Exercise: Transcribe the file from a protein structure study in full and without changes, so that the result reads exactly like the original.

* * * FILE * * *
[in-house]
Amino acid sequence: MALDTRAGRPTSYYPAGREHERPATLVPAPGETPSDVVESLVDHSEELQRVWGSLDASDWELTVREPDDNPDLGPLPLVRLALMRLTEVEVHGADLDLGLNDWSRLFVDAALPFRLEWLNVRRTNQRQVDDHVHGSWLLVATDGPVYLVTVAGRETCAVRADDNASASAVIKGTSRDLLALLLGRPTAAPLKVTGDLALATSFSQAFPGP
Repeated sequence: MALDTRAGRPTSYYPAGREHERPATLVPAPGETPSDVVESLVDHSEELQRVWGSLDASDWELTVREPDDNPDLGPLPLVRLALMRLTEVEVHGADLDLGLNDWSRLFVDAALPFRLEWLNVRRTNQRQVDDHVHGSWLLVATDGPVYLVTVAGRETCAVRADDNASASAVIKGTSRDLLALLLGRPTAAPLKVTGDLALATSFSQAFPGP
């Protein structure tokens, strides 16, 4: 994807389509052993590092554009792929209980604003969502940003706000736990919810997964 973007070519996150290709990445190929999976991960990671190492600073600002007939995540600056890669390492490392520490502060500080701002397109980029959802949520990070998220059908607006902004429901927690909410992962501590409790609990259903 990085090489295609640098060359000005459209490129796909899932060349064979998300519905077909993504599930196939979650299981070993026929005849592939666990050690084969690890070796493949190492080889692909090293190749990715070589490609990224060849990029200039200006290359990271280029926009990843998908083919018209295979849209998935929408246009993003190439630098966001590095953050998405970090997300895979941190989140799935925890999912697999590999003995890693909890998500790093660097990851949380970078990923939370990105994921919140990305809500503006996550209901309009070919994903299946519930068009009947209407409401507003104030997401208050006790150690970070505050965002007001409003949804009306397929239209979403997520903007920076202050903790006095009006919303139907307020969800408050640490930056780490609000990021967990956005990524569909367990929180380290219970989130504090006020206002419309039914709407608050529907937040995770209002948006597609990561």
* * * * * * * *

[in-house]
Amino acid sequence: MALDTRAGRPTSYYPAGREHERPATLVPAPGETPSDVVESLVDHSEELQRVWGSLDASDWELTVREPDDNPDLGPLPLVRLALMRLTEVEVHGADLDLGLNDWSRLFVDAALPFRLEWLNVRRTNQRQVDDHVHGSWLLVATDGPVYLVTVAGRETCAVRADDNASASAVIKGTSRDLLALLLGRPTAAPLKVTGDLALATSFSQAFPGP
Repeated sequence: MALDTRAGRPTSYYPAGREHERPATLVPAPGETPSDVVESLVDHSEELQRVWGSLDASDWELTVREPDDNPDLGPLPLVRLALMRLTEVEVHGADLDLGLNDWSRLFVDAALPFRLEWLNVRRTNQRQVDDHVHGSWLLVATDGPVYLVTVAGRETCAVRADDNASASAVIKGTSRDLLALLLGRPTAAPLKVTGDLALATSFSQAFPGP
């Protein structure tokens, strides 16, 4: 994807389509052993590092554009792929209980604003969502940003706000736990919810997964 973007070519996150290709990445190929999976991960990671190492600073600002007939995540600056890669390492490392520490502060500080701002397109980029959802949520990070998220059908607006902004429901927690909410992962501590409790609990259903 990085090489295609640098060359000005459209490129796909899932060349064979998300519905077909993504599930196939979650299981070993026929005849592939666990050690084969690890070796493949190492080889692909090293190749990715070589490609990224060849990029200039200006290359990271280029926009990843998908083919018209295979849209998935929408246009993003190439630098966001590095953050998405970090997300895979941190989140799935925890999912697999590999003995890693909890998500790093660097990851949380970078990923939370990105994921919140990305809500503006996550209901309009070919994903299946519930068009009947209407409401507003104030997401208050006790150690970070505050965002007001409003949804009306397929239209979403997520903007920076202050903790006095009006919303139907307020969800408050640490930056780490609000990021967990956005990524569909367990929180380290219970989130504090006020206002419309039914709407608050529907937040995770209002948006597609990561």